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Britain’s lack of participation at the defense summit in Munich generates allies’ concern

“I am very glad to be here, I hope I can make up in quality what is lacking in quantity,” said Sir Mark Sedwill at a leading foreign security conference where “global Britain” became noteworthy due to a shortage of senior ministers.

At the Munich Security Summit, Sir Mark, the National Security Adviser, was a last minute replacement to a miniscule UK squad, a glamorous meeting described as the “Davos for defence.”
The conspicuous absence of high-ranking London officials hasn’t escaped recognition.

Nancy Pelosi, the House of Representatives Democrat speaker – part of the biggest US delegation ever to the conference – said: “I hope it’s not an indication of their commitment to multilateralism.”
Many top political and economic figures who had gathered in Munich included French President Emmanuel Macron, US Secretaries of State and Defense Mike Pompeo and Mark Esper, respectively, and Russian Foreign Minister Sergei Lavrov. It is also true of China and India’s foreign ministers, two counties in whom the UK is eager to create trading agreements post-Brexit.

British Secretary of Defense, Ben Wallace, backed out in the days running up to the case and MI6 director Sir Alex Younger has postponed his late stage participation. Downing Street refuted making the two people told not to participate.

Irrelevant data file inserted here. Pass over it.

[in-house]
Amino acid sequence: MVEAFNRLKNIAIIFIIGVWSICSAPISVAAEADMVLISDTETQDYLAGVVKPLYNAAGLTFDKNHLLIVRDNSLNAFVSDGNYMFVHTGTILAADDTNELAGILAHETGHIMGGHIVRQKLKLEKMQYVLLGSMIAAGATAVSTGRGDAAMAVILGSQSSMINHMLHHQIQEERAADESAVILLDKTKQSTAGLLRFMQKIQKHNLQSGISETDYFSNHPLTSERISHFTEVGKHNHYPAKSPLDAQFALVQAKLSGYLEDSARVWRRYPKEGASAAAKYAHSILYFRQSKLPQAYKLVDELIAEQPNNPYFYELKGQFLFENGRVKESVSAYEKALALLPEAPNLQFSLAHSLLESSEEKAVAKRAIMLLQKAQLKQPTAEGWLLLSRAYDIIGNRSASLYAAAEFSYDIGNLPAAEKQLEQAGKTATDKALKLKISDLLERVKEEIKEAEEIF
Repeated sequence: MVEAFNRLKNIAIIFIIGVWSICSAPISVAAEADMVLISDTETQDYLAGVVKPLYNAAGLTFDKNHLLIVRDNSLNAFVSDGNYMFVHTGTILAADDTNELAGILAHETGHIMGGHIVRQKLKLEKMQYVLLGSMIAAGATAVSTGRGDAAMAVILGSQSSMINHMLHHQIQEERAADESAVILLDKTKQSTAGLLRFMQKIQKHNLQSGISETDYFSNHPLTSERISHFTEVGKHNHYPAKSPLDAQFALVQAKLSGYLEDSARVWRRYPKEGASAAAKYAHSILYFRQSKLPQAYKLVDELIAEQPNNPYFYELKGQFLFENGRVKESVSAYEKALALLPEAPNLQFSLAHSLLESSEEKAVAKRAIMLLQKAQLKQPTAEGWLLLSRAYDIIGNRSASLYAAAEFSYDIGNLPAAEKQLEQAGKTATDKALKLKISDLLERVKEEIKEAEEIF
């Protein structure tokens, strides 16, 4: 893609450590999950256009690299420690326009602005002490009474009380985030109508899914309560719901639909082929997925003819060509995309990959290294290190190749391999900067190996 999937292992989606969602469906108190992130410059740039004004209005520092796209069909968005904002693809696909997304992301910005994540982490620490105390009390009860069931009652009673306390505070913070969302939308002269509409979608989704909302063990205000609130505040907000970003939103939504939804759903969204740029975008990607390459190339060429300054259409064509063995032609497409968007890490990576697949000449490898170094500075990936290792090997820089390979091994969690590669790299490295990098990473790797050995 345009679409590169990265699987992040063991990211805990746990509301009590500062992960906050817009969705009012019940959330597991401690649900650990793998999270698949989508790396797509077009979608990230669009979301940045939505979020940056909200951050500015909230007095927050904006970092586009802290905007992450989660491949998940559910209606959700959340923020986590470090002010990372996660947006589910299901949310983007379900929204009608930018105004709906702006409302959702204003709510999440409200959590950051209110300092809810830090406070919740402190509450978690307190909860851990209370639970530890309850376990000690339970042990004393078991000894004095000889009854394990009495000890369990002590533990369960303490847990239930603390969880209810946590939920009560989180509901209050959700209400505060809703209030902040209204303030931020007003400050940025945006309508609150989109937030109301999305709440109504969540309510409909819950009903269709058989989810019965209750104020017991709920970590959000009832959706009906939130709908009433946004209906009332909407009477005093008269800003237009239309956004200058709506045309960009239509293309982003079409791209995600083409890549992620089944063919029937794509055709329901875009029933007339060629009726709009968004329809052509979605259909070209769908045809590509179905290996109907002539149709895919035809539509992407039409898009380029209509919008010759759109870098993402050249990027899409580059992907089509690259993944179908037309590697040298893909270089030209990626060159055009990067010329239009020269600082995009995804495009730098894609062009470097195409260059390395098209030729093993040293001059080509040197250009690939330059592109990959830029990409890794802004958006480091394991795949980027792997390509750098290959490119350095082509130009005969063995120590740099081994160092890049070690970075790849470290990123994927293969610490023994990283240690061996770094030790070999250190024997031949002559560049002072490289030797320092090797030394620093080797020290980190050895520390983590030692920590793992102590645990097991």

A late substitute was James Cleverly, a former Foreign Office official. He did not appear on any of the panels while he decided to stress that he was involved, posting images of bilateral meetings with the Norwegians and Kuwaitis. Veteran negotiators spoke to their shock and disappointment at the evaporation of Britain’s diplomatic footprint.

Carl Bildt, the former Swedish prime minister, tweeted: “The one nation that is only completely absent from MSC2020 [Munich Security Confernce 2020] is the UK. Very strange, minsters were supposed to come, but then everyone withdrew. Has ‘Global Britain’ gone completely introvert?”

Wolfgang Ischinger, formerly of the German foreign ministry and one of the conference organisers, tweeted: “Needless to say, as a former ambassador to the Court of St James, I am saddened by the absence of senior ministers of Her Majesty’s government at @MunSecConf this year.”

Elsewhere, the top diplomat of the European Union stated that governments within the union would be able to participate in regional conflicts or face stagnation in their foreign policy.

“Europe has to develop an appetite for power,” Josep Borrell told the conference, stressing that did not only mean military power. “We should be able to act…not every day making comments, expressing concern,” he said.

Given its economic strength, the fact that policies require agreement implies that it is still split on foreign policy matters – with Libya and whether to respond to the “peace plan” for Israel and the Palestinians by Donald Trump among the topics that trigger pressure. US President’s actions have become a constant cause of stress.

“When there is no unanimity (in the EU), the remaining majority have to act,” Borrell said.

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